Director/Screenplay – Paul Leyden, Based on the Novel The Resurrectionist by Wrath James White, Producer – Anne Clements, Photography – Joseph White, Music – Thomas Morse, Visual Effects – Akuna Entertainment, Makeup Effects – Richard Miranda, Production Design – Denise Hudson. Production Company – Idiot Savant Pictures.
Katie Walder (Sarah McLaren), Matt Passmore (Josh McLaren), Nathan Keyes (Dale Wallis), Laura Gordon (Leslie), Jon Abrahams (Johnny), Maura West (Eileen Wallis)
In Las Vegas, husband and wife Josh and Sarah McLaren go to greet their new neighbour Dale Wallis. Sarah also finds that Dale works as a cashier at her local supermarket. Soon after, Sarah begins to wake from nightmarish dreams. After doing so, she finds blood in the house and on her clothing. She becomes suspicious of Dale and breaks into his house to find that he has copies of her key (and others) and a collection of photos of her. Certain that he is somehow entering the house while she is asleep, she tries to get to the bottom of what is happening.
Come Back to Me was a directorial debut for Australian actor Paul Leyden who previously had parts on a number of shows, usually soap operas including As the World Turns (1956-2010), The Young and the Restless (1973– ) and Home and Away (1988– ).
Come Back to Me is an odd little film – even the title suggests more a mournful love song than a horror film. The way it is shot, it looks for all the world like a tv movie even though that is not the case. It is also a film where you cannot exactly place a finger on what is going on.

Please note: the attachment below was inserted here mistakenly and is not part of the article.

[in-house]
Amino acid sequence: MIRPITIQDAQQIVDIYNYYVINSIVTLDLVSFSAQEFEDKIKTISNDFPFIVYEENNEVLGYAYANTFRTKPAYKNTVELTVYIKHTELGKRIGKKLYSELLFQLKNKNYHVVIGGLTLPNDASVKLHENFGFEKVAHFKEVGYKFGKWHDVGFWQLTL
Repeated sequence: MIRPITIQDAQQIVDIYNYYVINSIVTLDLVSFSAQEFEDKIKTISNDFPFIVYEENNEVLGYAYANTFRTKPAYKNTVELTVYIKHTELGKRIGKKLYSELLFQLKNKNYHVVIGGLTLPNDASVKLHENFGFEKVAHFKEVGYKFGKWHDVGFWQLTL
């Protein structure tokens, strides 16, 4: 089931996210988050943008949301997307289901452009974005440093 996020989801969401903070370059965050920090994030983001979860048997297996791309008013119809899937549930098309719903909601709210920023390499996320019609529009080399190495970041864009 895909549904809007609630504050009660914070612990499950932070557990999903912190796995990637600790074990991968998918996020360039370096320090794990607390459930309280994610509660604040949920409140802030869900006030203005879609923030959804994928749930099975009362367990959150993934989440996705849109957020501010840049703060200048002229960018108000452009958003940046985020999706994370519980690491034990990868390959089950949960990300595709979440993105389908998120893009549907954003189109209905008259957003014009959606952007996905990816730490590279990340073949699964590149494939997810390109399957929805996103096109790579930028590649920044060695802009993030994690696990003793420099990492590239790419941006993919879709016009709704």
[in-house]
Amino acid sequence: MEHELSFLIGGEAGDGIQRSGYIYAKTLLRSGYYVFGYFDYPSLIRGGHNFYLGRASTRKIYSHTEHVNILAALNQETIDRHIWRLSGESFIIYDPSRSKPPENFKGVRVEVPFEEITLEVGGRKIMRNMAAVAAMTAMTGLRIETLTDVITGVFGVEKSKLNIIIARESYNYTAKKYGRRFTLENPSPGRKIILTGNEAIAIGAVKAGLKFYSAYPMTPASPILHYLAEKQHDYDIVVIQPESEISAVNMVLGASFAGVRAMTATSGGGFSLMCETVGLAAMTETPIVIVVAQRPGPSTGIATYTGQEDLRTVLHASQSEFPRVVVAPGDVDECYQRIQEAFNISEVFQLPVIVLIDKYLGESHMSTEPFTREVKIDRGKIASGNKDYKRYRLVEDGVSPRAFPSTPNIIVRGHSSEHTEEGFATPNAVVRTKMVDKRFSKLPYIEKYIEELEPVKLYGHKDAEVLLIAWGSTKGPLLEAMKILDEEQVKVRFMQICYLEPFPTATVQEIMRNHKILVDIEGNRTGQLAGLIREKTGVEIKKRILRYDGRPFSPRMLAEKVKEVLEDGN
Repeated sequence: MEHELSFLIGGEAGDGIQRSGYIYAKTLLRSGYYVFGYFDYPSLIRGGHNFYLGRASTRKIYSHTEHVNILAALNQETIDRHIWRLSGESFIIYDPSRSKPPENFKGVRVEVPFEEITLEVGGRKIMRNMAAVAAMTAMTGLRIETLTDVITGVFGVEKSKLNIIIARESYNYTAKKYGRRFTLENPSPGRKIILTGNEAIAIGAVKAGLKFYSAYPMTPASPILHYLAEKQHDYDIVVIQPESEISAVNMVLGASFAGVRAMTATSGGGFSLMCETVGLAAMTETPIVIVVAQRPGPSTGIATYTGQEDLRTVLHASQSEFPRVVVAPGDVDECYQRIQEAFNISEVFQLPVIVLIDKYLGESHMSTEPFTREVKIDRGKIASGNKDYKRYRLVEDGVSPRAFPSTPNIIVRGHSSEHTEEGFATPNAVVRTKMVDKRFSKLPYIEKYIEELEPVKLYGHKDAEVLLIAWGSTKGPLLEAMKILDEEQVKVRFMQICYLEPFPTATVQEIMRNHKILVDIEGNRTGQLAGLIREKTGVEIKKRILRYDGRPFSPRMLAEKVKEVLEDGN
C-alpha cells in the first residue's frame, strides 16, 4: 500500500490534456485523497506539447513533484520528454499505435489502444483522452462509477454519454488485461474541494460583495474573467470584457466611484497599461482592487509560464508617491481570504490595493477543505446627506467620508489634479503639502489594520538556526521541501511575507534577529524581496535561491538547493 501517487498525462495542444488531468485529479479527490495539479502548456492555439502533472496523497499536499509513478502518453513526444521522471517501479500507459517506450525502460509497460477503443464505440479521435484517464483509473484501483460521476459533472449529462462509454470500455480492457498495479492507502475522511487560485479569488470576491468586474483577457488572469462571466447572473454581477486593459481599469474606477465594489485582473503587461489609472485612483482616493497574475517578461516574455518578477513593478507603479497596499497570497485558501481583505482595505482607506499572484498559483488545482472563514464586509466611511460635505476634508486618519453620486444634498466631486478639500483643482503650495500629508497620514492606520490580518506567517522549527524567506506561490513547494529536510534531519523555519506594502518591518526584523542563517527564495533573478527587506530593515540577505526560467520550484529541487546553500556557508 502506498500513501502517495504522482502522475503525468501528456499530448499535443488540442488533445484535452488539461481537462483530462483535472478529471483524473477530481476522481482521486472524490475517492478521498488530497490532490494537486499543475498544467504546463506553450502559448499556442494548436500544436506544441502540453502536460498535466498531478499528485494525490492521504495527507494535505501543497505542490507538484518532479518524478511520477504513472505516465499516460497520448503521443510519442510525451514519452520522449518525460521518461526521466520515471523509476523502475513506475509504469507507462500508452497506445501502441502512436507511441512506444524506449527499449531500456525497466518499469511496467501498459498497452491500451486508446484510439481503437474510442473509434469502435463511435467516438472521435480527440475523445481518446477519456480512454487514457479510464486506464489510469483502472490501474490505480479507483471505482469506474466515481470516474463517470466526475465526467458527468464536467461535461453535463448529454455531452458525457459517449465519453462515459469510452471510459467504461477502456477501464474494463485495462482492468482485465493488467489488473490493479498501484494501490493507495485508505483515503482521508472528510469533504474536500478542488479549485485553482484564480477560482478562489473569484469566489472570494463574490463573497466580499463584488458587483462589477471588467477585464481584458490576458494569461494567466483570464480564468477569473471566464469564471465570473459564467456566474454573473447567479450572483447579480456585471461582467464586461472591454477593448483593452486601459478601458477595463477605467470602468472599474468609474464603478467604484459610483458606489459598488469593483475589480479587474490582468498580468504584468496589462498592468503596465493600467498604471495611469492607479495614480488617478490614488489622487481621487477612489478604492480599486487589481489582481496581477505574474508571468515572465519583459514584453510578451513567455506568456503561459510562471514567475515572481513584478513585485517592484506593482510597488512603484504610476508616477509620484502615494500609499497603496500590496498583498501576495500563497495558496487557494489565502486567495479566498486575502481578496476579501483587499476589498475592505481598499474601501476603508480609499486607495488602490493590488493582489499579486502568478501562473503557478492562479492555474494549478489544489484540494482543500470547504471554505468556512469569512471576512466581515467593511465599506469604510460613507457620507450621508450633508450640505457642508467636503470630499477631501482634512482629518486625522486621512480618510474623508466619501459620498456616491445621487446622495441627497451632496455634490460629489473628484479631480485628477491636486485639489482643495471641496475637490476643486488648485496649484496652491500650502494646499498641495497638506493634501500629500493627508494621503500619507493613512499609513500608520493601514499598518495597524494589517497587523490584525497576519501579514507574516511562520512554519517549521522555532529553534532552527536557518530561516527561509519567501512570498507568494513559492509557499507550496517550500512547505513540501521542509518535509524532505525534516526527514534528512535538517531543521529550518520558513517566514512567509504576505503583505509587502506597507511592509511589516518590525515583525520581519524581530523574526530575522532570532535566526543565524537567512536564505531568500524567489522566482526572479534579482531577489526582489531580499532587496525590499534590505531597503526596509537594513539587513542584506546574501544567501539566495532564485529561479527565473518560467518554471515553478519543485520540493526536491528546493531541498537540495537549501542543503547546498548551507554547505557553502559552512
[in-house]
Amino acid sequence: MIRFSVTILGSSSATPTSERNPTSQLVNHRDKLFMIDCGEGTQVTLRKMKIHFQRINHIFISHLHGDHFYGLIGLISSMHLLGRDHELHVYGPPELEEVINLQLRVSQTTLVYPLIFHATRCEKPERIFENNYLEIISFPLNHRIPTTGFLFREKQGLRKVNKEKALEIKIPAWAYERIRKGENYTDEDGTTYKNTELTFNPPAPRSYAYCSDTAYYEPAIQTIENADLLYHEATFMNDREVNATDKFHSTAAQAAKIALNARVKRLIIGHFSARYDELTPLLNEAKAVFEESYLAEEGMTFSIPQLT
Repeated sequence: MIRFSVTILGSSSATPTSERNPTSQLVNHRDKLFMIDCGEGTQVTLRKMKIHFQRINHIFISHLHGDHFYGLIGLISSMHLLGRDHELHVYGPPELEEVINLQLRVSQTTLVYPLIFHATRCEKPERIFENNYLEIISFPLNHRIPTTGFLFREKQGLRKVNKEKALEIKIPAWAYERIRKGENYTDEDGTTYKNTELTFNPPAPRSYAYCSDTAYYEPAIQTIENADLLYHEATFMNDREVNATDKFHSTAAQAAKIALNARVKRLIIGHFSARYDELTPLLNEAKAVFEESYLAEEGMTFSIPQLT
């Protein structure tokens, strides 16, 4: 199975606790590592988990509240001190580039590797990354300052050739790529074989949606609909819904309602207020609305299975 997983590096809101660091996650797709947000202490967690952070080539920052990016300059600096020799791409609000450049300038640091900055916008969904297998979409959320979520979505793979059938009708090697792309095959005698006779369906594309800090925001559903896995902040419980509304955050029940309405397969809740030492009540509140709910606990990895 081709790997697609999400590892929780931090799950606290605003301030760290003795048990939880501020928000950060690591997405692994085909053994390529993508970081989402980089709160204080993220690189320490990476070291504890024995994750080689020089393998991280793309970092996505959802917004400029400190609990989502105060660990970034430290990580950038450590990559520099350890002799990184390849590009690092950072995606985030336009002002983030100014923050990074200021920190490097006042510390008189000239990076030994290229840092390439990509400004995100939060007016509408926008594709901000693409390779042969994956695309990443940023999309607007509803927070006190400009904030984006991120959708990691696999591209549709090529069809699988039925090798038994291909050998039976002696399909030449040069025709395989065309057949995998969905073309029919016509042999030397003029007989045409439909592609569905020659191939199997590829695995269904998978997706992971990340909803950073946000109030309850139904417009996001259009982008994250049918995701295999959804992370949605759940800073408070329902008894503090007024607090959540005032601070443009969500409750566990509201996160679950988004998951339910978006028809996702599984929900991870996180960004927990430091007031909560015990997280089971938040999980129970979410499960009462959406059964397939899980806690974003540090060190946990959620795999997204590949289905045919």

The introduction of weird neighbour Nathan Keyes makes the film look as though it is going to be a standard stalker film but Leyden then sidetracks off into Katie Walder experiencing nightmares and troubling dreams and you wonder if you are not watching some sort of clairvoyance film along the lines of Premonition (2007). Neither turns out to be the case.
I didn’t think Come Back to Me was a terribly interesting film but it is driven but an undeniable “what the heck is going on?” component. [PLOT SPOILERS] This is particularly outlandish in the scenes where Katie Walder rigs up videocameras only to find Nathan Keyes sneaking into the house, molesting her while she sleeps and then killing her before breathing into her mouth and bringing her back to life. This is a scene that leaves one’s head completely spun around backwards. And certainly when it comes to the full explanation of Nathan Keyes’ powers, Come Back to Me ends up being decidedly different from anything that one has seen before.